Strasbourg, 28 May 2020 (MIA) – The European Court of Human Rights (ECHR) ruled Thursday against Bulgaria for violation of the right of association according to Article 11 of the European Convention for the Protection of Human Rights and Fundamental Freedoms, in the case of Macedonian Club for Ethnic Tolerance in Bulgaria and Radonov v. Bulgaria, MIA reports from Strasbourg.
The judgment comes after the application against the Republic of Bulgaria lodged with the Court under Article 34 of the Convention for the Protection of Human Rights and Fundamental Freedoms (“the Convention”) by the “Macedonian Club for Ethnic Tolerance in Bulgaria”, an association based in Blagoevgrad, Bulgaria, and the chairman of its board, Mr Angel Kirilov Radonov, a Bulgarian national (“the applicants”), on 10 October 2013.
The case concerns the question whether it was necessary in a democratic society for the Bulgarian courts to refuse to register an association which advocates the idea that there exists an oppressed Macedonian minority in Bulgaria and seeks to protect that alleged minority’s rights, on the grounds that (a) the association was directed against the unity of the Bulgarian nation, and that (b) its goals were political and therefore only capable of being pursued by a political party rather than a regular association.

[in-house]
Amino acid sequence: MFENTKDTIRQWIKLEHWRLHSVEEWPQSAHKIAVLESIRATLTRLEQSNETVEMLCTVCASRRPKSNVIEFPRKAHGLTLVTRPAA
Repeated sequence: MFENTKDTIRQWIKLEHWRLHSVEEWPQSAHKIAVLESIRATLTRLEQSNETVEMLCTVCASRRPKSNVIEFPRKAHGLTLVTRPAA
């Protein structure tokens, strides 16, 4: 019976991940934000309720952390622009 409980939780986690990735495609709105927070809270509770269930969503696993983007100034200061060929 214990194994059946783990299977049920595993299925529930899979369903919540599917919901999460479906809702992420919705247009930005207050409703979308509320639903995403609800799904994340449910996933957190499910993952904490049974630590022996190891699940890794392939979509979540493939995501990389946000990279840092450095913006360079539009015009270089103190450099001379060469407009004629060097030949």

In the judgment, ECHR gives the following facts:
The first applicant, the “Macedonian Club for Ethnic Tolerance in Bulgaria”, is an association set up in 2012 in Blagoevgrad, Bulgaria. The second applicant, Mr Angel Kirilov Radonov, is Bulgarian national who was born in 1954 and lives in Blagoevgrad; he is the chairman of the association’s board.